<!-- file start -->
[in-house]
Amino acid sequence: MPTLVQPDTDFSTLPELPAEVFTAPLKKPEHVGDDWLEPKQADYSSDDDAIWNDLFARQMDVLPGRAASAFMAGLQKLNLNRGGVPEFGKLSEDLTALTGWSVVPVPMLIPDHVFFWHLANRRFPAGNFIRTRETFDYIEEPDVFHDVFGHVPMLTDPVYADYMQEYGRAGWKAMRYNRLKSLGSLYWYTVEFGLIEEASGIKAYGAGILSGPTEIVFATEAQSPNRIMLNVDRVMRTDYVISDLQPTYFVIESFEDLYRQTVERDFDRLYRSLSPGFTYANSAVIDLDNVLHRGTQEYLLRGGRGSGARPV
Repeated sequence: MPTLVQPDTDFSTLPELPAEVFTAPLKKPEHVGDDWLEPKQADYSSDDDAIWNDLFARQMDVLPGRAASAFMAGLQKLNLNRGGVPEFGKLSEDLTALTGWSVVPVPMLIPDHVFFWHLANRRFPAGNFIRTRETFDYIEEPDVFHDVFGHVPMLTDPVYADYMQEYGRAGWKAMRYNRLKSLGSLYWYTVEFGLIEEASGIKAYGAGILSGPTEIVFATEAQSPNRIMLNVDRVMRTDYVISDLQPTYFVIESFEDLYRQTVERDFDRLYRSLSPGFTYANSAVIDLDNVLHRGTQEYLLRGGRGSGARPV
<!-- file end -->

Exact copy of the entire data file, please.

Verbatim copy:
[in-house]
Amino acid sequence: MPTLVQPDTDFSTLPELPAEVFTAPLKKPEHVGDDWLEPKQADYSSDDDAIWNDLFARQMDVLPGRAASAFMAGLQKLNLNRGGVPEFGKLSEDLTALTGWSVVPVPMLIPDHVFFWHLANRRFPAGNFIRTRETFDYIEEPDVFHDVFGHVPMLTDPVYADYMQEYGRAGWKAMRYNRLKSLGSLYWYTVEFGLIEEASGIKAYGAGILSGPTEIVFATEAQSPNRIMLNVDRVMRTDYVISDLQPTYFVIESFEDLYRQTVERDFDRLYRSLSPGFTYANSAVIDLDNVLHRGTQEYLLRGGRGSGARPV
Repeated sequence: MPTLVQPDTDFSTLPELPAEVFTAPLKKPEHVGDDWLEPKQADYSSDDDAIWNDLFARQMDVLPGRAASAFMAGLQKLNLNRGGVPEFGKLSEDLTALTGWSVVPVPMLIPDHVFFWHLANRRFPAGNFIRTRETFDYIEEPDVFHDVFGHVPMLTDPVYADYMQEYGRAGWKAMRYNRLKSLGSLYWYTVEFGLIEEASGIKAYGAGILSGPTEIVFATEAQSPNRIMLNVDRVMRTDYVISDLQPTYFVIESFEDLYRQTVERDFDRLYRSLSPGFTYANSAVIDLDNVLHRGTQEYLLRGGRGSGARPV